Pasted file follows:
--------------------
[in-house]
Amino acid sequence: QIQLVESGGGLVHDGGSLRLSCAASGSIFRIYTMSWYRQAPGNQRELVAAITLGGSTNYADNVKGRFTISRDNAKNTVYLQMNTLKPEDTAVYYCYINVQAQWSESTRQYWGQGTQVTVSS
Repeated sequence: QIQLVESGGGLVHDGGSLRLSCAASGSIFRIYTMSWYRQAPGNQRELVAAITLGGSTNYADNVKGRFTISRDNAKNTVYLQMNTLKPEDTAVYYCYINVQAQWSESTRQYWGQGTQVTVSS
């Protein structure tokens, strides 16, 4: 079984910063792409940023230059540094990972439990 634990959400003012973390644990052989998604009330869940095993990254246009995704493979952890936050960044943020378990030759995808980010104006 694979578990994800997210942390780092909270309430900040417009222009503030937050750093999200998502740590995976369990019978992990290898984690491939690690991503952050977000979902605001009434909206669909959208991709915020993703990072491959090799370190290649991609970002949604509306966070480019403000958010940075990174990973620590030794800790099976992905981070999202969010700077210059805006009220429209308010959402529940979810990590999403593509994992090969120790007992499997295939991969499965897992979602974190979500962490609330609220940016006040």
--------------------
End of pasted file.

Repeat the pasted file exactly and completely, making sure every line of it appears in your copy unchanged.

[in-house]
Amino acid sequence: QIQLVESGGGLVHDGGSLRLSCAASGSIFRIYTMSWYRQAPGNQRELVAAITLGGSTNYADNVKGRFTISRDNAKNTVYLQMNTLKPEDTAVYYCYINVQAQWSESTRQYWGQGTQVTVSS
Repeated sequence: QIQLVESGGGLVHDGGSLRLSCAASGSIFRIYTMSWYRQAPGNQRELVAAITLGGSTNYADNVKGRFTISRDNAKNTVYLQMNTLKPEDTAVYYCYINVQAQWSESTRQYWGQGTQVTVSS
């Protein structure tokens, strides 16, 4: 079984910063792409940023230059540094990972439990 634990959400003012973390644990052989998604009330869940095993990254246009995704493979952890936050960044943020378990030759995808980010104006 694979578990994800997210942390780092909270309430900040417009222009503030937050750093999200998502740590995976369990019978992990290898984690491939690690991503952050977000979902605001009434909206669909959208991709915020993703990072491959090799370190290649991609970002949604509306966070480019403000958010940075990174990973620590030794800790099976992905981070999202969010700077210059805006009220429209308010959402529940979810990590999403593509994992090969120790007992499997295939991969499965897992979602974190979500962490609330609220940016006040």